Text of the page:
The roles of transiently and constitutively activated inflammatory signaling in tumorigenesis are different. A transient inflammatory signal is clearly insufficient to transform normal cells. However, as demonstrated in our co-culture model, the transient inflammatory signaling from immune cells can trigger the transformation of those cells (MCF-10a) that have already accumulated some genetic or/and epigenetic alterations that provide the basis for the oncogenic transformation. Although the transient inflammatory signaling initiates the transformation process, the maintenance of the transformed state of malignant cells is dependent on the constitutively activated inflammatory signaling circuit that is formed during the transformation process. Therefore, it is speculated that like MCF-10a cells, “normal” cells in human body accumulated with pre-cancerous mutations will be at high risk for inflammatory cytokine-driven oncogenic transformation.
Abnormal and constitutive inflammatory signaling in cancer cells may not only be provoked by extrinsic inflammatory signals from the tumor microenvironment, but can also occur in a cancer cell-intrinsic fashion.6 Activated oncogenes or inactivated tumor suppressors in cancer cells can induce abnormal and constitutive inflammatory signaling through various means.2,6 While our co-culture model showed that the constitutive activation of this circuit was triggered by transient inflammatory signaling that activates IL6, it is most likely that in other pathological circumstances this circuit can also be triggered by other extrinsic signaling from microenvironment or intrinsic signaling in pre-transformed cells (such as oncogene activation and tumor suppressor inactivation) that activates anyone of p65, JNK2, IL6, STAT3, ZEB1 or HSF1 or suppresses microRNA-200c or PTPRZ1 expression. Once activated, the circuit keeps its constant activation through its positive feed forward nature. While the constitutive activation of the components in the circuit is interdependent, each constitutively activated component regulates its downstream genes that together drive transformation and tumorigenesis (Fig. 1B). Therefore, interventions that target any component of the circuit should trigger a therapeutic response.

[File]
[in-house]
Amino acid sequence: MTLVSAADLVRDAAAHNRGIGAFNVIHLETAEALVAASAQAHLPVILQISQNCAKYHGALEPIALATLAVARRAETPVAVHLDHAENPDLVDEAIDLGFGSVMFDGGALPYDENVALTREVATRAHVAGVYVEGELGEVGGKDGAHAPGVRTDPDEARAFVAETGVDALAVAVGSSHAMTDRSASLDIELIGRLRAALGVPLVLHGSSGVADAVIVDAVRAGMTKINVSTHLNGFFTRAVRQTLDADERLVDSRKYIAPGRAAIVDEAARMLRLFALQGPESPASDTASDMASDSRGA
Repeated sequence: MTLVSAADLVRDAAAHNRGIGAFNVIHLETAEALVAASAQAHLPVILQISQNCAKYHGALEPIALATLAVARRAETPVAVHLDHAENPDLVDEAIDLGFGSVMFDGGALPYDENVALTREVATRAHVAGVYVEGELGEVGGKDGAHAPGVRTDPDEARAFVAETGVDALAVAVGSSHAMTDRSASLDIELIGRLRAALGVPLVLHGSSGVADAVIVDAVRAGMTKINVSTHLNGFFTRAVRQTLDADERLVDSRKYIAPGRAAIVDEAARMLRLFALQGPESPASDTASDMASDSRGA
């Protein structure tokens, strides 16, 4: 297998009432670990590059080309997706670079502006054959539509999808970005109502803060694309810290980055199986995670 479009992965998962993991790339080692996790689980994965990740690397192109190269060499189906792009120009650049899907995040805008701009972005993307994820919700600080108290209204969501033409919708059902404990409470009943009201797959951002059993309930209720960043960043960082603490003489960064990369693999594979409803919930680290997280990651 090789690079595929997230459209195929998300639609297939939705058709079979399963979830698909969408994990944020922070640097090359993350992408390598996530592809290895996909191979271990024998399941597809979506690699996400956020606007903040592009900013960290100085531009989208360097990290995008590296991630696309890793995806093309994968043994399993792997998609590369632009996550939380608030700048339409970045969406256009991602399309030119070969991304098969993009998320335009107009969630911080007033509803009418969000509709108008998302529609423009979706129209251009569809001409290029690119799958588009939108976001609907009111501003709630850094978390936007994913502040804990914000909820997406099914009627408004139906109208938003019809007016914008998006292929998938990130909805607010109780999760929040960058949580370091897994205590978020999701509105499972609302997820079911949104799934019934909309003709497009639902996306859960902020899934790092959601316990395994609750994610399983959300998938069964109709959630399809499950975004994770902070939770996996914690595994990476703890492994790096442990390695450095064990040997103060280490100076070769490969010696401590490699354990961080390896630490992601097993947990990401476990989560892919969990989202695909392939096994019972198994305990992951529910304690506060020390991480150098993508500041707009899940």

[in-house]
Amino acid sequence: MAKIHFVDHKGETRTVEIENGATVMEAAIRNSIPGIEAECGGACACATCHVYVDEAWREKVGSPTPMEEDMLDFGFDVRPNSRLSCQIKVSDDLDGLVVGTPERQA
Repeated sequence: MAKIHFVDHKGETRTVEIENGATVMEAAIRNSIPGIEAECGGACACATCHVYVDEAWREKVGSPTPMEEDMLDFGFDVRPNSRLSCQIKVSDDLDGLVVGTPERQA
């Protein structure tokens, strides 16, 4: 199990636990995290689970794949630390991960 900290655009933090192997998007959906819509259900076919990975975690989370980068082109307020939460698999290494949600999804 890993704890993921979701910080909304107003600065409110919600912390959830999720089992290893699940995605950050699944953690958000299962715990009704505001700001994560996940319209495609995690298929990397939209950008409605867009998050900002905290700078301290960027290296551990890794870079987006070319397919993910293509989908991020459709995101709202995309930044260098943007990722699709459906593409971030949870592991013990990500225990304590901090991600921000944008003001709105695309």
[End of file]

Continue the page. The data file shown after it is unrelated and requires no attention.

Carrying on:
Another interesting observation from our study was the loss of ERα in transformed cells. The inflammatory signaling circuit was constitutively activated in all tested ER-negative human breast cancer cell lines. ERα signaling suppresses inflammation and ER-negative breast cancers are usually more aggressive and metastatic,7 which is in accordance with our observations that the cells with the active circuit are more mesenchymal. On the other hand, inflammation also suppresses ERα signaling in ER-positive breast cancer cells,8 and loss of ERα has been observed during the progression from benign to invasive carcinoma.9 In addition, deregulation or loss of ERα expression is one of the mechanisms that have been suggested to confer endocrine resistance in patients with ER-positive breast cancer.10 Thus, we speculate that the inflammatory circuit described in our study may play an important role in ER-negative breast tumorigenesis and in the development of endocrine resistance in ER-positive breast cancer.
Previously published online: www.landesbioscience.com/journals/cc/article/21139
|1.||Husisan SP,et al. Int J CancerYear: 200712123738010.1002/ijc.2317317893866|
|2.||Grivennikov SI,et al. CellYear: 20101408839910.1016/j.cell.2010.01.02520303878|
|3.||Coussens LM,et al. NatureYear: 2002420860710.1038/nature0132212490959|
|4.||Rokavec M,et al. Mol CellYear: 2012457778910.1016/j.molcel.2012.01.01522364742|
|5.||Hanahan D,et al. CellYear: 2000100577010.1016/S0092-8674(00)81683-910647931|
|6.||Schetter AJ,et al. CarcinogenesisYear: 201031374910.1093/carcin/bgp27219955394|
|7.||Platet N,et al. Crit Rev Oncol HematolYear: 200451556710.1016/j.critrevonc.2004.02.00115207254|
|8.||Stossi F,et al. OncogeneYear: 20123118253410.1038/onc.2011.37021860415|
|9.||McCune K,et al. Oncol RepYear: 2010241233920878115|
|10.||Musgrove EA,et al. Nat Rev CancerYear: 200996314310.1038/nrc271319701242|
Keywords: Keywords: breast cancer, cell transformation, constitutive inflammatory signaling, estrogen receptor, inflammation, signaling circuit, transient inflammatory signaling, tumorigenesis.
Previous Document: Computational tools for prioritizing candidate genes: boosting disease gene discovery.
Next Document: PIASy-mediated Tip60 sumoylation regulates p53-induced autophagy.